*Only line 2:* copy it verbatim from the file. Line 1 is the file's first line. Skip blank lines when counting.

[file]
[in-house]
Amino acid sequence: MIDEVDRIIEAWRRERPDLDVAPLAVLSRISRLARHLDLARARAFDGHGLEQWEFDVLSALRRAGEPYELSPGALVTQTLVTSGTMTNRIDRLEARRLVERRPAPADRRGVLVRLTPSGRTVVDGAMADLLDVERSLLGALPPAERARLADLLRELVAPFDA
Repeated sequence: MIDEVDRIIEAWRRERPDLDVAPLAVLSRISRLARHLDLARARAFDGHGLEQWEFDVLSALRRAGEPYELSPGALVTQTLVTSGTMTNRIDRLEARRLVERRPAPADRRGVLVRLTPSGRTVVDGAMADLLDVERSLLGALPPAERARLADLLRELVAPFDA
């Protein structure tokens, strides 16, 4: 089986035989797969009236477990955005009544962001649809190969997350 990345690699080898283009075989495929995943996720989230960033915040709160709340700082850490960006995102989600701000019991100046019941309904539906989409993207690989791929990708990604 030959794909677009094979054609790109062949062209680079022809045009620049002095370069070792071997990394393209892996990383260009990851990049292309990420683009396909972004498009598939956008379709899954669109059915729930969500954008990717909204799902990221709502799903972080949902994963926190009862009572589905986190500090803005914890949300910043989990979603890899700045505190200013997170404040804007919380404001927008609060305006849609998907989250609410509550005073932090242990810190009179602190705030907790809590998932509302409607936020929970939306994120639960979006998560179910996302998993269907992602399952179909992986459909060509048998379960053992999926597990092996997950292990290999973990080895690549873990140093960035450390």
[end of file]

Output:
Amino acid sequence: MIDEVDRIIEAWRRERPDLDVAPLAVLSRISRLARHLDLARARAFDGHGLEQWEFDVLSALRRAGEPYELSPGALVTQTLVTSGTMTNRIDRLEARRLVERRPAPADRRGVLVRLTPSGRTVVDGAMADLLDVERSLLGALPPAERARLADLLRELVAPFDA